SLORC ABUSES IN HLAING BWE AREA

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Published date:
Wednesday, March 16, 1994

The following account of some of the SLORC's severe mistreatment of villagers in the Hlaing Bwe Township area of Pa'an District in Karen State was given by an ethnic Burman trader who travels the area buying and selling goods. As such, he gets a very good view of the systematic human rights abuses being conducted in the whole area by SLORC troops. His name has been changed and his full address not given in order to protect him from SLORC.

SLORC ABUSES IN HLAING BWE AREA

An Independent Report by the Karen Human Rights Group
March 16, 1994

 

The following account of some of the SLORC's severe mistreatment of villagers in the Hlaing Bwe Township area of Pa'an District in Karen State was given by an ethnic Burman trader who travels the area buying and selling goods. As such, he gets a very good view of the systematic human rights abuses being conducted in the whole area by SLORC troops. His name has been changed and his full address not given in order to protect him from SLORC.

 

Please feel free to use the information in this report in any way which may help stop such abuses against civilians by SLORC.

 

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NAME: Maung Win

SEX: M

AGE: 42 Burman Buddhist, Trader

ADDRESS: Hlaing Bwe Township

FAMILY: Married with 2 children

 

I'm Burmese myself, but I want to tell you about all the many kinds of abuse the SLORC does to all the villagers around there, about forced labour, slave labour, torture, collecting porters, and murder. They do such horrible things. Starting from last November and December 1993, it was time for them to build roads up to their operations areas [the "front line"]. There are very many villages in Pain Kyone Township [east of Hlaing Bwe] - like Tha Mo, Pah Gyi, Pah Ka, Leh Ghay, Leh Gyi, Nya Mayaw, Pa Nah Gyi, and Eh Thay Gone. The SLORC troops collect at least 20, or sometimes 30 or 40 villagers from each village to do slave labour building the road, and the villagers have to bring their own food. Mostly what the villagers have to do is clear the bushes on both sides of the road. The SLORC hopes that if there are mines there the villagers will step on them, so by clearing the bushes they are really clearing mines for SLORC. Also, before the army trucks come along the road they force the villagers to go along the road first in their cattle carts. The SLORC wants to get rid of land mines, so they use the people to sweep for them. All the villagers who live near the road have to suffer like this.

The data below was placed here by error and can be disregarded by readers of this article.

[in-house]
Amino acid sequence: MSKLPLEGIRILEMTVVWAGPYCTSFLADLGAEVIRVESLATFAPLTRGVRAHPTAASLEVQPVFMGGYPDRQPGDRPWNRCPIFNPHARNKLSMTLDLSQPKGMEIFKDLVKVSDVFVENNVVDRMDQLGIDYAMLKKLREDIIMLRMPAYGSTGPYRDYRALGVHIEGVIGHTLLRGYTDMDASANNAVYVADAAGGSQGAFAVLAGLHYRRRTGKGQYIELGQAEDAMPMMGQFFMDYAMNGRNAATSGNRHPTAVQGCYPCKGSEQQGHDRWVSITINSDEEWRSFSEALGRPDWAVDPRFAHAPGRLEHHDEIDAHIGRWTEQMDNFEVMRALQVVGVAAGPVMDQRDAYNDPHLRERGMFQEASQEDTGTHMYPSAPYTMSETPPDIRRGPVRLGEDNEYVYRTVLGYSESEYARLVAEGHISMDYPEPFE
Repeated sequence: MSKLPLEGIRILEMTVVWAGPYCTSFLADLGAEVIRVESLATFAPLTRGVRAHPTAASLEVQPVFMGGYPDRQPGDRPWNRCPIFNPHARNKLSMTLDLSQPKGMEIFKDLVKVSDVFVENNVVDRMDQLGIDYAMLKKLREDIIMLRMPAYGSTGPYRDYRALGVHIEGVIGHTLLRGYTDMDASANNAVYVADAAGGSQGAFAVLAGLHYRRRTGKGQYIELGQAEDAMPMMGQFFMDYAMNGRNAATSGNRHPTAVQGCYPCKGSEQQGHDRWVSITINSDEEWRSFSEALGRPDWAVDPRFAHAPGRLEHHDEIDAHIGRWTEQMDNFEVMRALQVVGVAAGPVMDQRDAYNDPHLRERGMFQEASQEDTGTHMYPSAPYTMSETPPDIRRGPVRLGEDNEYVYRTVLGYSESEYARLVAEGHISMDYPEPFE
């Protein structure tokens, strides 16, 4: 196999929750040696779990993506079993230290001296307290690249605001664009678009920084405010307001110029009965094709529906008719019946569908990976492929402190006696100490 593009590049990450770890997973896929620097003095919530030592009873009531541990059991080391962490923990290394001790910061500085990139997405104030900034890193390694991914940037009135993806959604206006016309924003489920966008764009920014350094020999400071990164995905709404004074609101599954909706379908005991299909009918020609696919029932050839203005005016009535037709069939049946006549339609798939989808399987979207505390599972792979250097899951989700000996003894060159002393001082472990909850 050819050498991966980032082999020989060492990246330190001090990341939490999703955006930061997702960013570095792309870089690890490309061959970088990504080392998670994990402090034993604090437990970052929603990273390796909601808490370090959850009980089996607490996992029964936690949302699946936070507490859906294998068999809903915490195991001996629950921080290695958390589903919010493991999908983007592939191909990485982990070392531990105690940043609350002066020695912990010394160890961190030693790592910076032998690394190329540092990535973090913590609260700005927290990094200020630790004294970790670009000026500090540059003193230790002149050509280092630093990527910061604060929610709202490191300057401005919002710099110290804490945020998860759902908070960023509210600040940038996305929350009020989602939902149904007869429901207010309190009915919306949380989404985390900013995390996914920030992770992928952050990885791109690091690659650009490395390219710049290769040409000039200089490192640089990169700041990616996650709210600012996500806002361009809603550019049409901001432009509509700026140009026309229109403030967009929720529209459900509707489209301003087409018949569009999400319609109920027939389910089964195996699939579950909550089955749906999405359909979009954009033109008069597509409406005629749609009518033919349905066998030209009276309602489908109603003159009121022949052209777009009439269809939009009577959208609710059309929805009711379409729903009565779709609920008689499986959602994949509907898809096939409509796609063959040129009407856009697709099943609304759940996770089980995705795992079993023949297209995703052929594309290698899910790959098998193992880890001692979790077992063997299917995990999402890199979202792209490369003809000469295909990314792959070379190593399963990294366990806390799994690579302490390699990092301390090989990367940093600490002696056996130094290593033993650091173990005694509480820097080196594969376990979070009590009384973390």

The SLORC is building a road from Hlaing Bwe town to their Operations Camp of #928 Strategic Command, at Ler Bu. They are building the road right now. I've heard many times of villagers being beaten while working on the road, but I haven't seen it myself. The village heads are all getting orders demanding slave labour. I think they could use their soldiers to do the work, but they just oppress the villagers instead. The Karen villages have to suffer the most. The villagers have no time to work for their families, because most of the time they have to work for the SLORC. They have nothing to eat. They have already given all their livestock to SLORC soldiers.

There are also many kinds of slave labour cleaning the compound in the army camp, finding firewood for the soldiers, cutting bamboo for them, and sometimes we have to carry water for them. It is hard labour so the villagers don't want to go. Sometimes the villagers don't go, so the soldiers send an order to the village head saying "You're responsible for the village, so collect the villagers and bring them to work or else we will come arrest all of you and take severe action." Once when Tha Mo village refused to go for slave labour they sent a package to the village head with a message that said "You figure out what this means." When the village head opened it he saw one red chillie, one bullet, and one piece of charcoal. At first no one understood it, but then people guessed: that the chillie is very hot, so it means we have to suffer a hot situation and a great deal of trouble, the bullet means they will shoot us and kill us, and the charcoal means they will burn down our village. After that, the villagers were very afraid to refuse again. The SLORC was threatening them.